CSS Selector

Locating elements by CSS Selectors

There is a debate on the performance between CSS Locator and XPath locator and the debate on the performance of CSS and XPath locator is out of scope of this post. Most of the automation testers believe that using CSS selectors makes the execution of script faster compared to XPath locator. This locator is always the best way to locate elements on the page.

Following are the some of the mainly used formats of CSS Selectors.

  • Tag and ID
  • Tag and Class
  • Tag and Attribute
  • Tag, Class and Attribute
  • Sub-String Matches
    • Starts With (^)
    • Ends With ($)
    • Contains (*)
  • Child Elements
    • Direct Child
    • Sub-child
    • nth child
  • Matching By inner Text

Tag and ID:

Syntax: css=tag#id

Open Mozilla Firefox and navigate to Gmail application.

Open Firebug and inspect the “Enter your email” input box. Take a note of its Tag and ID. Follow the below screenshot to do so.

Value to be added in the By.cssSelector method:

css=input#Email

import org.openqa.selenium.By;
import org.openqa.selenium.WebDriver;
import org.openqa.selenium.firefox.FirefoxDriver;
public class Locators {
	public static void main(String[] args) {
		WebDriver driver = new FirefoxDriver();
		driver.get(“https: //www.gmail.com“);
		// Here Tag = input and Id = Email
		driver.findElement(By.cssSelector(“input#Email“)).sendKeys(“[email protected]“);
	}
}

Tag and Class:

If multiple elements have the same HTML tag and class, then the first one will be recognized.

Syntax: css=tag.class

Open Mozilla Firefox and navigate to Facebook application.

Open Firebug and inspect the Email input box. Take a note of its Tag and Class. Follow the below screenshot to do so.

Value to be added in the By.cssSelector method:

css=input.inputtext

import org.openqa.selenium.By;
import org.openqa.selenium.WebDriver;
import org.openqa.selenium.firefox.FirefoxDriver;
public class Locators {
	public static void main(String[] args) {
		WebDriver driver = new FirefoxDriver();
		driver.get(“https: //www.facebook.com/“);
		// Here Tag = input and Class = email
		driver.findElement(By.cssSelector(“input.inputtext“)).sendKeys(“[email protected]“);
	}
}

Tag and Attribute:

If multiple elements have the same HTML tag and attribute, then the first one will be recognized. It acts in the same way of locating elements using CSS selectors with the same tag and class.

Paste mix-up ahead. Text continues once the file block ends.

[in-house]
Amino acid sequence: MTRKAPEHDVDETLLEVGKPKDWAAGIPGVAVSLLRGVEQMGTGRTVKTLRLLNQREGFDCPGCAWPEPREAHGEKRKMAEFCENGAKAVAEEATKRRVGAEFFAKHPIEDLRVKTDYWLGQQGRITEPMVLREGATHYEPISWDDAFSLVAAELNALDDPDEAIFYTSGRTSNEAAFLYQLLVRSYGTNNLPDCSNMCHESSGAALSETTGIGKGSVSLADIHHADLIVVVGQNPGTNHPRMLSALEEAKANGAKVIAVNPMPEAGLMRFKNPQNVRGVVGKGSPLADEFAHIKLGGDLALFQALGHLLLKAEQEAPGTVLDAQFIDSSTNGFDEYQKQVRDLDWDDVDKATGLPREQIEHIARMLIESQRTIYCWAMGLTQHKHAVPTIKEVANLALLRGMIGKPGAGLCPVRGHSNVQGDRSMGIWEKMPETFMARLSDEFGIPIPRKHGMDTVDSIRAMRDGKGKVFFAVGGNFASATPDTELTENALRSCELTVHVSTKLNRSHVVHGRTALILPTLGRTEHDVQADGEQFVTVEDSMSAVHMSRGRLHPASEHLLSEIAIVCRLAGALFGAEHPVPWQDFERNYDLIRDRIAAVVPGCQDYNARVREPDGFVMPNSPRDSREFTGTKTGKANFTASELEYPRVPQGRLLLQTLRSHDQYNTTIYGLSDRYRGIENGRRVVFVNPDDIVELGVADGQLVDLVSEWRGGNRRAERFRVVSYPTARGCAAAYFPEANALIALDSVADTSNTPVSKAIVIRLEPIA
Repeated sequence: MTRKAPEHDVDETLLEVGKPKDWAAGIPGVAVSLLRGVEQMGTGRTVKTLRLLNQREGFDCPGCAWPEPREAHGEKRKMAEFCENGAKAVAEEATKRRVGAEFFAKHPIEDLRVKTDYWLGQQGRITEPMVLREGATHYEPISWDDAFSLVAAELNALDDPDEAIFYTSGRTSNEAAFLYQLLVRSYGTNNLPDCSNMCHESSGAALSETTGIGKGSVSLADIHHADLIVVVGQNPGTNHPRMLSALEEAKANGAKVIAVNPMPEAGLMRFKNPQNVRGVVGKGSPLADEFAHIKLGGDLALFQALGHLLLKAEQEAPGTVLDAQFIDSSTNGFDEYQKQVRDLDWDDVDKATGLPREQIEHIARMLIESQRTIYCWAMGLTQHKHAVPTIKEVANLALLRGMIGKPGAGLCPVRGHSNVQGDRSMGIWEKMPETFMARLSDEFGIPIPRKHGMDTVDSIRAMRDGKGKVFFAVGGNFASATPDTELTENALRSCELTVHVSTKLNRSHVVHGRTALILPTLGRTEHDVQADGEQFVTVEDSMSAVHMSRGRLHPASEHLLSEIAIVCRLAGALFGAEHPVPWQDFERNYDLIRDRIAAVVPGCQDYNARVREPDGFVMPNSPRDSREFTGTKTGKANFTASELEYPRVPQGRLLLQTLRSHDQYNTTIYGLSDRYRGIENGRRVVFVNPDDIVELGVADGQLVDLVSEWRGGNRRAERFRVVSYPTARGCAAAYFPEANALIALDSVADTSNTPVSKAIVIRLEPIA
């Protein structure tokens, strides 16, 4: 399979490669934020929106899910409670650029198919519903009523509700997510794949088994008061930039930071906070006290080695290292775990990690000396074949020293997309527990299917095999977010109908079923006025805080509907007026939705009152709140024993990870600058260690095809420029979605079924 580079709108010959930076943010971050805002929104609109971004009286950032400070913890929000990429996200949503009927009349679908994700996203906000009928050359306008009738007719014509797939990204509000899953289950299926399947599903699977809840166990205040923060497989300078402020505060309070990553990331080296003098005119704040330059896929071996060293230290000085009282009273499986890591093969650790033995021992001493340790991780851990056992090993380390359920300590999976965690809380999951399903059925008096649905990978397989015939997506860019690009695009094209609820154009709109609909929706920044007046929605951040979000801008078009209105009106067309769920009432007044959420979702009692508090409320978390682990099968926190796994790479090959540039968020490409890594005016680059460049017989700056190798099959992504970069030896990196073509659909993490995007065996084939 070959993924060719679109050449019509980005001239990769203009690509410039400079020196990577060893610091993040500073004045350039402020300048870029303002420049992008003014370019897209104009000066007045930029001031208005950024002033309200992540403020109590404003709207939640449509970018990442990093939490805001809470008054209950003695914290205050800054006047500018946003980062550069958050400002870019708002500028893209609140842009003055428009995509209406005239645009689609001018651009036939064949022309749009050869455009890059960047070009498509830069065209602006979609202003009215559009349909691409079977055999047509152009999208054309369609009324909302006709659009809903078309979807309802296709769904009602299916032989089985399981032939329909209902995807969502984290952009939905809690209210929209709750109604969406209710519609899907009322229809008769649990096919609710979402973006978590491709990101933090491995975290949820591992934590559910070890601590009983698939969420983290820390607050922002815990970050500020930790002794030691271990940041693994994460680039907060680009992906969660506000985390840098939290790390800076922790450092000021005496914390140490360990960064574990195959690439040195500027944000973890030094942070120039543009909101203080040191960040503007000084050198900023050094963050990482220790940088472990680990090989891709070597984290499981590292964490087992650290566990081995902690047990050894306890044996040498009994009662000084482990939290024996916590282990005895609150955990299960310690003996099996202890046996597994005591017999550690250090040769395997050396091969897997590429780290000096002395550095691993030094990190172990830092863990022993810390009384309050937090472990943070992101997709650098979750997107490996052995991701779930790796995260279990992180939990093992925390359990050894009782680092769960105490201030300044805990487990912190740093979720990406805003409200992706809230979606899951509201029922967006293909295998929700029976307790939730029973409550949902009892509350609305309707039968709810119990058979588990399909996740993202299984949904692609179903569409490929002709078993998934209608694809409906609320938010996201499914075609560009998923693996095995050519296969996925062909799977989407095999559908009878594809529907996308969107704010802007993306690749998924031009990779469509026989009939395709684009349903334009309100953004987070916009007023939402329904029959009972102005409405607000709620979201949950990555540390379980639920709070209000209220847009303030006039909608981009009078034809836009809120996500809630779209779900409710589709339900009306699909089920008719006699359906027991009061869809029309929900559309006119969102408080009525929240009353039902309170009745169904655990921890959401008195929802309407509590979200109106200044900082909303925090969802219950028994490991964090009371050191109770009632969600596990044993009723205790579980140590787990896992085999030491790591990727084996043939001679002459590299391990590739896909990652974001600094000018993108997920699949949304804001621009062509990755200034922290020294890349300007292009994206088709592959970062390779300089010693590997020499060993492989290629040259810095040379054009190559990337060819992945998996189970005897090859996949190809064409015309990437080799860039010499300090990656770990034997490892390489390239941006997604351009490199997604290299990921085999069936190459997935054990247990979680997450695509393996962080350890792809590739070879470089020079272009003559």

Syntax: css=tag[attribute=value]

Open Mozilla Firefox and navigate to Gmail application.

Open Firebug and inspect the Enter your email input box. Take a note of its Tag and Attribute. Follow the below screenshot to do so.

Value to be added in the By.cssSelector method:

css=input[name=Email]

import org.openqa.selenium.By;
import org.openqa.selenium.WebDriver;
import org.openqa.selenium.firefox.FirefoxDriver;
public class Locators {
	public static void main(String[] args) {
		WebDriver driver = new FirefoxDriver();
		driver.get(“https: //www.gmail.com“);
		// Here Tag = input and Id = Email
		driver.findElement(By.cssSelector(“input[name = Email]“)).sendKeys(“[email protected]“);
	}
}

Tag, Class And Attribute:

Syntax: css=tag.class[attribute=value]

Open Mozilla Firefox and navigate to Facebook application.

Open Firebug and inspect the Email input box. Take a note of its Tag, Class and Attribute. Follow the below screenshot to do so.

Value to be added in the By.cssSelector method:

css=input.inputtext[name=email]

Script:

import org.openqa.selenium.By;
import org.openqa.selenium.WebDriver;
import org.openqa.selenium.firefox.FirefoxDriver;
public class Locators {
	public static void main(String[] args) {
		WebDriver driver = new FirefoxDriver();
		driver.get(“https: //www.facebook.com/“);
		// Here Tag = input and Class = email
		driver.findElement(By.cssSelector(“input.inputtext[name = email]“)).sendKeys(“[email protected]“);
	}
}

SUB-STRING MATCHES:

CSS in Selenium has an interesting feature of allowing partial string matches using ^$, and *.

Have a look on the below mentioned HTML

<input=”Employee_ID_001″>

Starts with (^): 

To select the element, we would use ^ which means ‘starts with

Syntax: css=input[id^=’Em’]

Example:

driver.findElement(By.cssSelector(“input[id^=’Em’]“)).sendKeys(“Testing“);

Ends with ($): 

To select the element, we would use $ which means ‘ends with’

Syntax: css=input[id$=’001′]

Example:

driver.findElement(By.cssSelector(“input[id$=’001′]“)).sendKeys(“Testing“);

Contains (*): 

To select the element, we would use * which means ‘sub-string

Syntax:

css=input[id*=’id’]

Example:

driver.findElement(By.cssSelector(“input[id*=’id’]“)).sendKeys(“Testing“);

Locating Child Elements(Direct Child):

<div id=”buttonDiv” class=”small”>
<button id=”submitButton” type=”button” class=”btn”>Submitbutton>
div>

Syntax: parentLocator>childLocator

CSS Locator: div#buttonDiv>button

Explanation: ‘div#buttonDiv>button’ will first go to div element with id ‘buttonDiv’ and then select its child element – ‘button’

Locating elements inside other elements (child or sub-child):

Syntax: parentLocator>locator1 locator2

CSS Locator: div#buttonDiv button

Explanation: ‘div#buttonDiv button’ will first go to div element with id ‘buttonDiv’ and then select ‘button’ element inside it (which may be its child or sub child)

Location nth Child:

<ul id="automation">
<li>Selenium</li>
<li>QTP</li>
<li>Sikuli</li>
</ul>

To locate the element with text ‘QTP’, we have to use “nth-of-type

css=”ul#automation li:nth-of-type(2)”

Similarly, To select the last child element, i.e. ‘Sikuli’, we can use

css=”ul#automation li:last-child“

MATCHING BY INNER TEXT
And last, one of the more useful pseudo-classes, :contains() will match elements with the desired text block:
css=a:contains(‘Log Out’)

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